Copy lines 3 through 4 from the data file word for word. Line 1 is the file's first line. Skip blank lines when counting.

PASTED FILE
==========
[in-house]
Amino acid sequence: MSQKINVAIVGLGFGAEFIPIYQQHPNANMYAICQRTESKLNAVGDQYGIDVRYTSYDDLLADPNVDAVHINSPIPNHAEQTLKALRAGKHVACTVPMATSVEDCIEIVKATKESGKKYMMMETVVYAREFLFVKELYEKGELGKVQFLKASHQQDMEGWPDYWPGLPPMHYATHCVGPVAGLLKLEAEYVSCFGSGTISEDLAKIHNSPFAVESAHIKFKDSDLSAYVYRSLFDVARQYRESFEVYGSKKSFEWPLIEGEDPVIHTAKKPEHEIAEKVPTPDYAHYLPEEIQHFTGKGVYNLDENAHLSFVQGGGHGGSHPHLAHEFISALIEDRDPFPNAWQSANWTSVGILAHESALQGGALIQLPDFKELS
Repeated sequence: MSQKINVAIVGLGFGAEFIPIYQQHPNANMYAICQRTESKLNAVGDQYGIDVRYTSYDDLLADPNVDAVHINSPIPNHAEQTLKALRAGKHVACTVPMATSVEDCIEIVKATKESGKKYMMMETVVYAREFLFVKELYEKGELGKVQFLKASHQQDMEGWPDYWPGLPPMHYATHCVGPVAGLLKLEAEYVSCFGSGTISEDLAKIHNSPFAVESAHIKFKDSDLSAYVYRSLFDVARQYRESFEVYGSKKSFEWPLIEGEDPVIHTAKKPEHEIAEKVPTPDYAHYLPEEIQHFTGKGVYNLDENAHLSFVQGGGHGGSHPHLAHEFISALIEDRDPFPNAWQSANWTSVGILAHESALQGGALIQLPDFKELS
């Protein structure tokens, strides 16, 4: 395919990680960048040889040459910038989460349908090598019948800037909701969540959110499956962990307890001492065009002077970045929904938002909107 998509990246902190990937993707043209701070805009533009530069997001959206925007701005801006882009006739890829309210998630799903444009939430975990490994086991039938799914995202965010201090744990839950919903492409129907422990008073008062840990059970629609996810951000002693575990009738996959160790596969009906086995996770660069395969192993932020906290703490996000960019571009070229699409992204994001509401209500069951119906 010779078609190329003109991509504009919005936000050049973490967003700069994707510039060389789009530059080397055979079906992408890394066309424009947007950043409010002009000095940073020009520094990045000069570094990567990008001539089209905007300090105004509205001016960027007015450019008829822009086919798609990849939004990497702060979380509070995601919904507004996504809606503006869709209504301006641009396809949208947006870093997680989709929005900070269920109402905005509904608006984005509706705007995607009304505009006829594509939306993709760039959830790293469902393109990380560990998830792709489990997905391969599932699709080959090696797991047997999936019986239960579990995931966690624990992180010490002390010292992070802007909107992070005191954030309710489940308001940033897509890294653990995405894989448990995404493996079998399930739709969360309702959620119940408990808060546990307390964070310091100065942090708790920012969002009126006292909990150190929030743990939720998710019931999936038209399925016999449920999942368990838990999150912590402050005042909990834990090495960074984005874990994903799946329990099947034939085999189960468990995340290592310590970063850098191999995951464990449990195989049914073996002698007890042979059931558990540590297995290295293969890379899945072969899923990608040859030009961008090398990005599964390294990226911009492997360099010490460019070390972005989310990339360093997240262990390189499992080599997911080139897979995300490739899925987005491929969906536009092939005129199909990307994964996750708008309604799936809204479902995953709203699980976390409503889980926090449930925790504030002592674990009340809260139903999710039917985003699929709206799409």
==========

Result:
Repeated sequence: MSQKINVAIVGLGFGAEFIPIYQQHPNANMYAICQRTESKLNAVGDQYGIDVRYTSYDDLLADPNVDAVHINSPIPNHAEQTLKALRAGKHVACTVPMATSVEDCIEIVKATKESGKKYMMMETVVYAREFLFVKELYEKGELGKVQFLKASHQQDMEGWPDYWPGLPPMHYATHCVGPVAGLLKLEAEYVSCFGSGTISEDLAKIHNSPFAVESAHIKFKDSDLSAYVYRSLFDVARQYRESFEVYGSKKSFEWPLIEGEDPVIHTAKKPEHEIAEKVPTPDYAHYLPEEIQHFTGKGVYNLDENAHLSFVQGGGHGGSHPHLAHEFISALIEDRDPFPNAWQSANWTSVGILAHESALQGGALIQLPDFKELS
């Protein structure tokens, strides 16, 4: 395919990680960048040889040459910038989460349908090598019948800037909701969540959110499956962990307890001492065009002077970045929904938002909107 998509990246902190990937993707043209701070805009533009530069997001959206925007701005801006882009006739890829309210998630799903444009939430975990490994086991039938799914995202965010201090744990839950919903492409129907422990008073008062840990059970629609996810951000002693575990009738996959160790596969009906086995996770660069395969192993932020906290703490996000960019571009070229699409992204994001509401209500069951119906 010779078609190329003109991509504009919005936000050049973490967003700069994707510039060389789009530059080397055979079906992408890394066309424009947007950043409010002009000095940073020009520094990045000069570094990567990008001539089209905007300090105004509205001016960027007015450019008829822009086919798609990849939004990497702060979380509070995601919904507004996504809606503006869709209504301006641009396809949208947006870093997680989709929005900070269920109402905005509904608006984005509706705007995607009304505009006829594509939306993709760039959830790293469902393109990380560990998830792709489990997905391969599932699709080959090696797991047997999936019986239960579990995931966690624990992180010490002390010292992070802007909107992070005191954030309710489940308001940033897509890294653990995405894989448990995404493996079998399930739709969360309702959620119940408990808060546990307390964070310091100065942090708790920012969002009126006292909990150190929030743990939720998710019931999936038209399925016999449920999942368990838990999150912590402050005042909990834990090495960074984005874990994903799946329990099947034939085999189960468990995340290592310590970063850098191999995951464990449990195989049914073996002698007890042979059931558990540590297995290295293969890379899945072969899923990608040859030009961008090398990005599964390294990226911009492997360099010490460019070390972005989310990339360093997240262990390189499992080599997911080139897979995300490739899925987005491929969906536009092939005129199909990307994964996750708008309604799936809204479902995953709203699980976390409503889980926090449930925790504030002592674990009340809260139903999710039917985003699929709206799409």